FILE - Zimbabwe's First Lady Grace Mugabe greets supporters at a rally in Lupane about 170 Kilometres north of Bulawayo, Zimbabwe, July 21, 2017.
FILE - Zimbabwe's First Lady Grace Mugabe greets supporters at a rally in Lupane about 170 Kilometres north of Bulawayo, Zimbabwe, July 21, 2017.

Zimbabwe's President Robert Mugabe is already the world’s oldest living head of state. The 93-year-old says he is fit enough to run for re-election next year, and has batted away whispers about who he will choose to follow him when he inevitably succumbs.

But as the increasingly frail leader shuttles back and forth to Singapore for medical treatment, the call for him to name a replacement has grown louder. The most recent -- and loudest -- voice to call for a successor is also the most unexpected: his own wife.

Grace Mugabe, 52, raised the delicate issue at this week’s gathering of the women’s league of the ruling ZANU-PF party, to applause and cheering from the crowd.

“I know president says ‘no no no, I don’t want to impose any candidate,’” she said. “But I’ve always argued with him, that ‘you have the role, you have the right to be part of that process. Because we respect you.’ His word will be final. Mark my words, his word will be final!”

Zimbabwean President Robert Mugabe and his wife Gr
Zimbabwean President Robert Mugabe and his wife Grace follow proceedings during a youth rally in Marondera about 100 kilometers east of Harare, June, 2, 2017.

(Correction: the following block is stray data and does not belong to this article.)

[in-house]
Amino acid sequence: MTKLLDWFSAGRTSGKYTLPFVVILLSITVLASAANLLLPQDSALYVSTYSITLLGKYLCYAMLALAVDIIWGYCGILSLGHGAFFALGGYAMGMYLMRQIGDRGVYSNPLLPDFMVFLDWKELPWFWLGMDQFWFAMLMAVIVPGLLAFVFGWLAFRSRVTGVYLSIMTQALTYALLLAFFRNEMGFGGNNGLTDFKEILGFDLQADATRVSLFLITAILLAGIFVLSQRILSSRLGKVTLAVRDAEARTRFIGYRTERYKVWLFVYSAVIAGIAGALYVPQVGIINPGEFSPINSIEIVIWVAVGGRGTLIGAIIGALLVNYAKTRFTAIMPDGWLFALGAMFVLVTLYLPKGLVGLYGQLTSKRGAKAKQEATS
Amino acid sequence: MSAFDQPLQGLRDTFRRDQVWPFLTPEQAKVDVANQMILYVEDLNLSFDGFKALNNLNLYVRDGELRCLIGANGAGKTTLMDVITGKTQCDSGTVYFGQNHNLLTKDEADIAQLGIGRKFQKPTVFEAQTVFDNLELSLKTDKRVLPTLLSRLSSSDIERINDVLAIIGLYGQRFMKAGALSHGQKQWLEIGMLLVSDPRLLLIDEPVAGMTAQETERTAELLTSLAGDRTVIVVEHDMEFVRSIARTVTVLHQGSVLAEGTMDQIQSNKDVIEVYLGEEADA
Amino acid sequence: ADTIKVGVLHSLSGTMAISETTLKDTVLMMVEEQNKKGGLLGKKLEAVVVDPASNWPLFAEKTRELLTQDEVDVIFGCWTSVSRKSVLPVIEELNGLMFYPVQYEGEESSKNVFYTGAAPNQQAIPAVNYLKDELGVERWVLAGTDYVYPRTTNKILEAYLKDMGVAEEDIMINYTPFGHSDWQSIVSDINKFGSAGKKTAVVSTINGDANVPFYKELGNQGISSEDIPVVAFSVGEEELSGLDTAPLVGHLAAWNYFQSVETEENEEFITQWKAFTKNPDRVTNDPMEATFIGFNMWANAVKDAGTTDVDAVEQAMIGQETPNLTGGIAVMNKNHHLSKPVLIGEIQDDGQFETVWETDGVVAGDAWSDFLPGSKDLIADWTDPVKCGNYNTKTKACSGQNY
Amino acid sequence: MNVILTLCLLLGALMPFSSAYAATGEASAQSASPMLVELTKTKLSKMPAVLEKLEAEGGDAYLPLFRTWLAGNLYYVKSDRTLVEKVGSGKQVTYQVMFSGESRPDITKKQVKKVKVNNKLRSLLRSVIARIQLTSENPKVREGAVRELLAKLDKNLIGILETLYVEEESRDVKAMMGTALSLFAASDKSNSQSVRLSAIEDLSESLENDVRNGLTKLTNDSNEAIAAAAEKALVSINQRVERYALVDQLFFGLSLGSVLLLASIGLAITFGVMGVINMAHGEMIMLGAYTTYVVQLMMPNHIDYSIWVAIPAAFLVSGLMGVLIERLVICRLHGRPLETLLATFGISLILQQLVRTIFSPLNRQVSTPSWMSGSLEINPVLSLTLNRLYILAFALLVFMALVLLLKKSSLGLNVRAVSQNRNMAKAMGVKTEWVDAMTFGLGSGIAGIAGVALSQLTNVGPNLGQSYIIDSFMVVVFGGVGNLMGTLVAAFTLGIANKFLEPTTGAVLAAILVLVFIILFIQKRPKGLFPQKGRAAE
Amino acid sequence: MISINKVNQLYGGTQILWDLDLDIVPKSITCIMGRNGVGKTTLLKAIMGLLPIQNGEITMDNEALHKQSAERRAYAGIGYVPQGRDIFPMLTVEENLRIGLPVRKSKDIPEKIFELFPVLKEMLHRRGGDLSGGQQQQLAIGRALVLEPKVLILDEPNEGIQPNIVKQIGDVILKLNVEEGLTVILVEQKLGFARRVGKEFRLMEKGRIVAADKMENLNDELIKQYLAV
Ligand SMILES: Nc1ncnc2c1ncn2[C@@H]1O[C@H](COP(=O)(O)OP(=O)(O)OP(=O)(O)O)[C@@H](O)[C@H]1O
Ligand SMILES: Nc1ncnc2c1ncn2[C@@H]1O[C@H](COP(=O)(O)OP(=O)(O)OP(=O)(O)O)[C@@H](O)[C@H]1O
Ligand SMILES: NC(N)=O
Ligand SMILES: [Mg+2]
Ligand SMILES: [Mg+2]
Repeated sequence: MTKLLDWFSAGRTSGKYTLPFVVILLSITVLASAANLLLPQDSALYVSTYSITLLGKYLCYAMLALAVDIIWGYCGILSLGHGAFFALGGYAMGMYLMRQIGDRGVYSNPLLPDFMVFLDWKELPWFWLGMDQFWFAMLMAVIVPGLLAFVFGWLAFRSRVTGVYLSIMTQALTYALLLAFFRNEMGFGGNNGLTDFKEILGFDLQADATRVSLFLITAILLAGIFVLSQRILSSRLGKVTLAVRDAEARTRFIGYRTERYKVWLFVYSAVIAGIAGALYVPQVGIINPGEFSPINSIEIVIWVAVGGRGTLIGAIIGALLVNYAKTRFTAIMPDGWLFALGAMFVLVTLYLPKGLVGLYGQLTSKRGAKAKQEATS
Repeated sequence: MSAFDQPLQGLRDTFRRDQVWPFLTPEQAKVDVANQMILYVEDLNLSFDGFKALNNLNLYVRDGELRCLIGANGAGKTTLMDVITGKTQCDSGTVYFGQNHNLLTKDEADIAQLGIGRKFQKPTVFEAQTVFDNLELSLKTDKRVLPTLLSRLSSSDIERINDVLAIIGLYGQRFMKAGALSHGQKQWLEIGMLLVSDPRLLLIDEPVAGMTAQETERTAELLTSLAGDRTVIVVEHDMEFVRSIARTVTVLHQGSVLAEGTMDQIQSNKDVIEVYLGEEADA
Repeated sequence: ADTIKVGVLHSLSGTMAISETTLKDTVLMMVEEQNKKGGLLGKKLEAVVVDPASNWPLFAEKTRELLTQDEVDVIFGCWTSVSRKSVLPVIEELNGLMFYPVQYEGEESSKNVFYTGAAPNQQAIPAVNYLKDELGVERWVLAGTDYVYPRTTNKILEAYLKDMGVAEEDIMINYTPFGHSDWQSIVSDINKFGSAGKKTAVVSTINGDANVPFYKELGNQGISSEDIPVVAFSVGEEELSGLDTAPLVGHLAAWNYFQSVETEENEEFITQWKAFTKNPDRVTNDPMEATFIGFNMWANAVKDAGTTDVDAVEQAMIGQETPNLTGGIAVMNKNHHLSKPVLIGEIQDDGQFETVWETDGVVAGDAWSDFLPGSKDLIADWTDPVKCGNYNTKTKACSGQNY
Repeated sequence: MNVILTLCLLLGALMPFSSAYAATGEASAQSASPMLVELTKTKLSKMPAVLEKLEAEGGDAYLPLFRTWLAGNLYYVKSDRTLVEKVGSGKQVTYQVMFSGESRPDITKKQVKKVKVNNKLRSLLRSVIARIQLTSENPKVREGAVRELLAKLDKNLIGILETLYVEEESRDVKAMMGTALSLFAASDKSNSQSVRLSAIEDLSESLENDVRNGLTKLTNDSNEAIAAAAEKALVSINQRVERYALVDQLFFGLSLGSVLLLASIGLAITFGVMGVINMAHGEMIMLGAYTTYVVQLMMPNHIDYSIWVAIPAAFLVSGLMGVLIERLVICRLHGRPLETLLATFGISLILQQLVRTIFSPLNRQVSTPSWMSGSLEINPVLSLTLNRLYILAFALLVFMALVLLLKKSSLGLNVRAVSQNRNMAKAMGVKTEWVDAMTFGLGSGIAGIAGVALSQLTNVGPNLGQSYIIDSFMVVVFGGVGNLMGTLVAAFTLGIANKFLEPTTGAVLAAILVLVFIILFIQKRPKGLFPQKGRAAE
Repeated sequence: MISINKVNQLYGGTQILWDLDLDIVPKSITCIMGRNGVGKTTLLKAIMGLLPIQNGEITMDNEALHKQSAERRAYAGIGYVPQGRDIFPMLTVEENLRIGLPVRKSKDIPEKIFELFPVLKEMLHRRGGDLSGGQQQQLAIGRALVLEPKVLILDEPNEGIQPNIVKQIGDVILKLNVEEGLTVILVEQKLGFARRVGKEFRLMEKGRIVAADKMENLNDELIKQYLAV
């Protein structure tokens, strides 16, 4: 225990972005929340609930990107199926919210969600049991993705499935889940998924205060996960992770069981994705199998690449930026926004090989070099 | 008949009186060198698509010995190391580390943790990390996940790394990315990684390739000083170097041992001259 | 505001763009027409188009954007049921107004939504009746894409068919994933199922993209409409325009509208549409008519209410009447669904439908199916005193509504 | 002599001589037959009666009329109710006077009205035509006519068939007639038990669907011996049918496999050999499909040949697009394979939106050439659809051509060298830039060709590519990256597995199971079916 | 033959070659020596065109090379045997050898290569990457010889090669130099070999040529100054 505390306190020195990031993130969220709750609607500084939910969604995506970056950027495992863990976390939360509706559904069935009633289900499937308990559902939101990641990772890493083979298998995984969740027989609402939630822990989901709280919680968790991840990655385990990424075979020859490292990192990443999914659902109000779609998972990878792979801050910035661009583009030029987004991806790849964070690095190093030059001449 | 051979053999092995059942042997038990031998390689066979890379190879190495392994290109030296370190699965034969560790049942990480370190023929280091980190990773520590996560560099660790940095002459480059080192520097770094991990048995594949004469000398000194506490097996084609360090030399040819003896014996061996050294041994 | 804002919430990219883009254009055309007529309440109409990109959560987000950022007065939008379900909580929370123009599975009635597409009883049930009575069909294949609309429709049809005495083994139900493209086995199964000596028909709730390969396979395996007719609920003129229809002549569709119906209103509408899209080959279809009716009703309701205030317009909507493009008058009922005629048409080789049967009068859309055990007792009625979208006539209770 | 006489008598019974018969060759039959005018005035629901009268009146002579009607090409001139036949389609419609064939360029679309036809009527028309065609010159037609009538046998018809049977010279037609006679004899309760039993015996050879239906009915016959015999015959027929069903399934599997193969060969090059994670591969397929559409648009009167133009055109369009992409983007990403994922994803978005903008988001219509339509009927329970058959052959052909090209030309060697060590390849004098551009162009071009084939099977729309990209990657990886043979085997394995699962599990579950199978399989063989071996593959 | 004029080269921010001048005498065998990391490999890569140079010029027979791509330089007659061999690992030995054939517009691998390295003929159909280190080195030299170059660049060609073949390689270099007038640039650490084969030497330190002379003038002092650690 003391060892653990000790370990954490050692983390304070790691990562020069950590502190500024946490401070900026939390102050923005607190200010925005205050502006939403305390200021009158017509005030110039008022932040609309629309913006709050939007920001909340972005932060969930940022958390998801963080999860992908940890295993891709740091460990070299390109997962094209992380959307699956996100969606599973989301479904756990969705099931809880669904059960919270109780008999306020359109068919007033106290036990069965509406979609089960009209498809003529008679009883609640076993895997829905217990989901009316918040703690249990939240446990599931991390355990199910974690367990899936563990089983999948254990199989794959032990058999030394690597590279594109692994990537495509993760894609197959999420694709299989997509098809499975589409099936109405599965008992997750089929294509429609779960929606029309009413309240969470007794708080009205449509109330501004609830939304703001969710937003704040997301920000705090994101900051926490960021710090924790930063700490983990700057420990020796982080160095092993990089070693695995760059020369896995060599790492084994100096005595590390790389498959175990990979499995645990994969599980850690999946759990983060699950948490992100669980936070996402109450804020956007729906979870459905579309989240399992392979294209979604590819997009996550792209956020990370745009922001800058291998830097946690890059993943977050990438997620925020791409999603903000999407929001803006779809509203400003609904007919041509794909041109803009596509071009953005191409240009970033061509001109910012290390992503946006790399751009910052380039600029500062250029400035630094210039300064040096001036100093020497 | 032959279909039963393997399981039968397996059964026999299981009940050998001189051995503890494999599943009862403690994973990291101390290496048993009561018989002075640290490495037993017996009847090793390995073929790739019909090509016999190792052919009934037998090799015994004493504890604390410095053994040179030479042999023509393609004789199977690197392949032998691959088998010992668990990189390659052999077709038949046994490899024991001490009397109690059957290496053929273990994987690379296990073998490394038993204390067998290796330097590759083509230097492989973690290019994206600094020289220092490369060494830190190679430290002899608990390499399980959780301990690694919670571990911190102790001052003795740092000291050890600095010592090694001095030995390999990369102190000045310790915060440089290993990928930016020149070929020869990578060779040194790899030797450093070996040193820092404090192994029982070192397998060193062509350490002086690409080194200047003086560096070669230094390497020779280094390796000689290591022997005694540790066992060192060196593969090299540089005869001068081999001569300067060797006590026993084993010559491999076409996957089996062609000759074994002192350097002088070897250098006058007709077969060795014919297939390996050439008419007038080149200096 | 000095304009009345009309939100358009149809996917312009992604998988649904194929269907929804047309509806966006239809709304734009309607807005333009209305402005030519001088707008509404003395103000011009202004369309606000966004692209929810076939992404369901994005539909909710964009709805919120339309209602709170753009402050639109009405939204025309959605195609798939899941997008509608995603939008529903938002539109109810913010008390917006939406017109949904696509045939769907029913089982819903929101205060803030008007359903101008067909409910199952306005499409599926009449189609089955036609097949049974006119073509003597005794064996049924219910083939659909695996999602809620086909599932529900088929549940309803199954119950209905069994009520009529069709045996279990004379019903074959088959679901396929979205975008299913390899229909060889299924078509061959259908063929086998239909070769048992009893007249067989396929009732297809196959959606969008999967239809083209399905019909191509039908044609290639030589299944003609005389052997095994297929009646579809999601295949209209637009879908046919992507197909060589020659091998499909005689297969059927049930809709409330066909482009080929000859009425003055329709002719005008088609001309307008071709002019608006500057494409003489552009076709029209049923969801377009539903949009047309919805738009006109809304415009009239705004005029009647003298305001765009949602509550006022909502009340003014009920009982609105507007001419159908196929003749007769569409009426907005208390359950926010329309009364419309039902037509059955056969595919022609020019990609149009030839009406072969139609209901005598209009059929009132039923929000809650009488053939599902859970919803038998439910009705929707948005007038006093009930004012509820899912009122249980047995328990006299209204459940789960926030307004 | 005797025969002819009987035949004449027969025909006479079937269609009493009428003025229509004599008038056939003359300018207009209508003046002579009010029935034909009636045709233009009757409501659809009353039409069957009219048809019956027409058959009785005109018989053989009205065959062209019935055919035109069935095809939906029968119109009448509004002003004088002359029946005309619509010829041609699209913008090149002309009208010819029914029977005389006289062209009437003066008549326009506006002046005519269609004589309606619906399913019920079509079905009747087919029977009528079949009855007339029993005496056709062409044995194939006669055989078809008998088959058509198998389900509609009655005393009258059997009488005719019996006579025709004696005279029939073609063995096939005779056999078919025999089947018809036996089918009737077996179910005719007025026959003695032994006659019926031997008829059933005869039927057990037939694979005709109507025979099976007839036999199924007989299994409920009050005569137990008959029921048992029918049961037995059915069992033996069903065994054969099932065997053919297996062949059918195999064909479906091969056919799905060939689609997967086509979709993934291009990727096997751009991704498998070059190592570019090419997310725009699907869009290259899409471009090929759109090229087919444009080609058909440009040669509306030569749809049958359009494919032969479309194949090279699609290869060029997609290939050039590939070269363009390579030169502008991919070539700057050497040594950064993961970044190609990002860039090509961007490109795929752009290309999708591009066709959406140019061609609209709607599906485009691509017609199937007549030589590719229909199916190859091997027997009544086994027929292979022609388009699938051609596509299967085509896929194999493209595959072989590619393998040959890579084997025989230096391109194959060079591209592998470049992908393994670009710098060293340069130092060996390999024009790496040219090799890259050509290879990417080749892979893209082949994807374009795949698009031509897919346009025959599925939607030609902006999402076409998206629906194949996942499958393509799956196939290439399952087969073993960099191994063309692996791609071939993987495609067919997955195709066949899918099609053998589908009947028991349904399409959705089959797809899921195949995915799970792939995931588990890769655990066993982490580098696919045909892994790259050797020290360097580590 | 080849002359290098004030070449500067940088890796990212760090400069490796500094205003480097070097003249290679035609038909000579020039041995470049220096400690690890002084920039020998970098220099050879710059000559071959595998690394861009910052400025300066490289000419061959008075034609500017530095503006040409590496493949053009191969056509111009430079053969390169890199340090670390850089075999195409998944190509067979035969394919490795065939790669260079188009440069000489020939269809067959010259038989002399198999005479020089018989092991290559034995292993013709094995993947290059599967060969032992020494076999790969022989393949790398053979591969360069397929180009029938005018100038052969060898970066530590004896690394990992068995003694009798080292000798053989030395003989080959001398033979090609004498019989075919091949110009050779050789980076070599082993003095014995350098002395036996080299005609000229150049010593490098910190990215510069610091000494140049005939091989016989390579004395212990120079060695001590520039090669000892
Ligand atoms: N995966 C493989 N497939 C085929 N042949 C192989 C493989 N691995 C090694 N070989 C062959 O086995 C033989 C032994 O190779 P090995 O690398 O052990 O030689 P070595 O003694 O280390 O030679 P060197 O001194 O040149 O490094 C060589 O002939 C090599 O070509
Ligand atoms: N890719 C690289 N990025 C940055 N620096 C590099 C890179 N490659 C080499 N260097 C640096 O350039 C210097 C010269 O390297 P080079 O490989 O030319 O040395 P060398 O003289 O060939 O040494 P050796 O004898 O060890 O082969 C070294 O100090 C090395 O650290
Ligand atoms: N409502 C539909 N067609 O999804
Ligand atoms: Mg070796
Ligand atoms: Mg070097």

Madame Mrs. President?

Mrs. Mugabe is on the shortlist of Zimbabwean public figures rumored to be trying to succeed him, alongside Vice-President Emmerson Mnangagwa.

Professor Shadrack Gutto of the University of South Africa says the president’s wife is clearly making a play to be his pick. But, he says, she’s wrong about one thing: President Mugabe’s word is only final as long as he lives.

“She wants the position,” he said. “But I’m saying it will occur, as soon as he goes -- in other words, he passes away -- Grace doesn’t have political power in Zimbabwe, at all. And therefore a lot of struggles will start to take place within.”

Pro-opposition analyst Jacob Mafume said he thinks Mugabe has already handed the reins to his wife. Zimbabwe’s struggling economy has been blamed on President Mugabe’s decisions during his 36 years in power, and the couple have been repeatedly accused of corruption and mismanagement.

Mugabe’s plan? Only he knows

“He actually believes that he is running the country when he is not, that is how bad it is,” he told VOA. “His wife is running the country. The other half of the country is being run by Vice President Mnangagwa. The other half is being run by Grace Mugabe grabbing farms, dams and whatever she wants to do at that particular time. So basically we are on auto-pilot as a country, and it is a shame that we are failing to retire an old man to an old people's home.”

And what does the president think? When asked, his response far from clear.

“Other countries have more than two, why can’t we have three deputies,” he said, his voice soft, slow and halting. “Two, two choices: The one, to revert to our position of two vice presidents and one being a lady but another of adding another position of vice president, we have three vice presidents and one a woman.”

Zimbabwe votes in 2018, with President Mugabe leading the ruling party’s ticket.

Sebastian Mhofu contributed to this report from Harare.